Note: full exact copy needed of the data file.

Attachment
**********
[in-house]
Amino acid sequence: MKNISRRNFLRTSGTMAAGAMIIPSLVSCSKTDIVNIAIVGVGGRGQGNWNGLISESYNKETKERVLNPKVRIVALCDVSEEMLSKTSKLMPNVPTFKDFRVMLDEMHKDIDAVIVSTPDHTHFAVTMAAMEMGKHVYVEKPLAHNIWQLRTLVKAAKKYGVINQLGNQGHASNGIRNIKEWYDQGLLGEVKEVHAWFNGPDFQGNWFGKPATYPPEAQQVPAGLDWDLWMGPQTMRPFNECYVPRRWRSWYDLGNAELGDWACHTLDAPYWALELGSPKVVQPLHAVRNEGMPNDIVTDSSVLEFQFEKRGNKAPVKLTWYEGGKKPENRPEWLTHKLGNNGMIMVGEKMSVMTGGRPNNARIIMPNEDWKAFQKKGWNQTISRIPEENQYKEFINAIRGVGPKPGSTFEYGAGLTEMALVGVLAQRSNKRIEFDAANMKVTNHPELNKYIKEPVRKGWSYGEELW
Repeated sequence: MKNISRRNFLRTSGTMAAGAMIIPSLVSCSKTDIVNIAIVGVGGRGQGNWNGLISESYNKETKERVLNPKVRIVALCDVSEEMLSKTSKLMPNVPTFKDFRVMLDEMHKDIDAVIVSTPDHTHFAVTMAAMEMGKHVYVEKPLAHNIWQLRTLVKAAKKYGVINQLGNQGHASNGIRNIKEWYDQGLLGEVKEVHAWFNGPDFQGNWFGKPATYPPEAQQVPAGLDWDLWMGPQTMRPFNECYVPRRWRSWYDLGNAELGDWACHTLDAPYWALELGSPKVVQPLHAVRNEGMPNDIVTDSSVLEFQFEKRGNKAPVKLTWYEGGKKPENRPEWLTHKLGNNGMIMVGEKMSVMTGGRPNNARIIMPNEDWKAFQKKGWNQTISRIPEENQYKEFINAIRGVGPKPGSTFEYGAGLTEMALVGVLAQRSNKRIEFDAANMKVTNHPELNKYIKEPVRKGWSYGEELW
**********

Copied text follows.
[in-house]
Amino acid sequence: MKNISRRNFLRTSGTMAAGAMIIPSLVSCSKTDIVNIAIVGVGGRGQGNWNGLISESYNKETKERVLNPKVRIVALCDVSEEMLSKTSKLMPNVPTFKDFRVMLDEMHKDIDAVIVSTPDHTHFAVTMAAMEMGKHVYVEKPLAHNIWQLRTLVKAAKKYGVINQLGNQGHASNGIRNIKEWYDQGLLGEVKEVHAWFNGPDFQGNWFGKPATYPPEAQQVPAGLDWDLWMGPQTMRPFNECYVPRRWRSWYDLGNAELGDWACHTLDAPYWALELGSPKVVQPLHAVRNEGMPNDIVTDSSVLEFQFEKRGNKAPVKLTWYEGGKKPENRPEWLTHKLGNNGMIMVGEKMSVMTGGRPNNARIIMPNEDWKAFQKKGWNQTISRIPEENQYKEFINAIRGVGPKPGSTFEYGAGLTEMALVGVLAQRSNKRIEFDAANMKVTNHPELNKYIKEPVRKGWSYGEELW
Repeated sequence: MKNISRRNFLRTSGTMAAGAMIIPSLVSCSKTDIVNIAIVGVGGRGQGNWNGLISESYNKETKERVLNPKVRIVALCDVSEEMLSKTSKLMPNVPTFKDFRVMLDEMHKDIDAVIVSTPDHTHFAVTMAAMEMGKHVYVEKPLAHNIWQLRTLVKAAKKYGVINQLGNQGHASNGIRNIKEWYDQGLLGEVKEVHAWFNGPDFQGNWFGKPATYPPEAQQVPAGLDWDLWMGPQTMRPFNECYVPRRWRSWYDLGNAELGDWACHTLDAPYWALELGSPKVVQPLHAVRNEGMPNDIVTDSSVLEFQFEKRGNKAPVKLTWYEGGKKPENRPEWLTHKLGNNGMIMVGEKMSVMTGGRPNNARIIMPNEDWKAFQKKGWNQTISRIPEENQYKEFINAIRGVGPKPGSTFEYGAGLTEMALVGVLAQRSNKRIEFDAANMKVTNHPELNKYIKEPVRKGWSYGEELW